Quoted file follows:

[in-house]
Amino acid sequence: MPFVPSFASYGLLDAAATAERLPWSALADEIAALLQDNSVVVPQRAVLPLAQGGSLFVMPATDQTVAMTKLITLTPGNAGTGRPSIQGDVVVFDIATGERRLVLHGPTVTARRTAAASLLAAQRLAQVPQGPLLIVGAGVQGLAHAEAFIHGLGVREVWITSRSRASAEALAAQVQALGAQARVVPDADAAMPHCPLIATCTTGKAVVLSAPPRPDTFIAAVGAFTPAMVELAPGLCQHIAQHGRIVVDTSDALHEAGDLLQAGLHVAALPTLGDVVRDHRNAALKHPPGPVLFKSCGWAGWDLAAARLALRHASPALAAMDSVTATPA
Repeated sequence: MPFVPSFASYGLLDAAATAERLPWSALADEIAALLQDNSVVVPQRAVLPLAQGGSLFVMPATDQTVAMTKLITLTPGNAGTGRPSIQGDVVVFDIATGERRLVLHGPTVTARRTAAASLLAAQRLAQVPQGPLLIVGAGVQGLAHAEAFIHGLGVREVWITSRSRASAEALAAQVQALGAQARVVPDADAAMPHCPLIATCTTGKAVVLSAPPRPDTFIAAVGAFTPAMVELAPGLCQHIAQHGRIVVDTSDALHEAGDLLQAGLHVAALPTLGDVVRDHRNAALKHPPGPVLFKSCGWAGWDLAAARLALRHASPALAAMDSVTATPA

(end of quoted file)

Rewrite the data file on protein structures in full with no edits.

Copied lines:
[in-house]
Amino acid sequence: MPFVPSFASYGLLDAAATAERLPWSALADEIAALLQDNSVVVPQRAVLPLAQGGSLFVMPATDQTVAMTKLITLTPGNAGTGRPSIQGDVVVFDIATGERRLVLHGPTVTARRTAAASLLAAQRLAQVPQGPLLIVGAGVQGLAHAEAFIHGLGVREVWITSRSRASAEALAAQVQALGAQARVVPDADAAMPHCPLIATCTTGKAVVLSAPPRPDTFIAAVGAFTPAMVELAPGLCQHIAQHGRIVVDTSDALHEAGDLLQAGLHVAALPTLGDVVRDHRNAALKHPPGPVLFKSCGWAGWDLAAARLALRHASPALAAMDSVTATPA
Repeated sequence: MPFVPSFASYGLLDAAATAERLPWSALADEIAALLQDNSVVVPQRAVLPLAQGGSLFVMPATDQTVAMTKLITLTPGNAGTGRPSIQGDVVVFDIATGERRLVLHGPTVTARRTAAASLLAAQRLAQVPQGPLLIVGAGVQGLAHAEAFIHGLGVREVWITSRSRASAEALAAQVQALGAQARVVPDADAAMPHCPLIATCTTGKAVVLSAPPRPDTFIAAVGAFTPAMVELAPGLCQHIAQHGRIVVDTSDALHEAGDLLQAGLHVAALPTLGDVVRDHRNAALKHPPGPVLFKSCGWAGWDLAAARLALRHASPALAAMDSVTATPA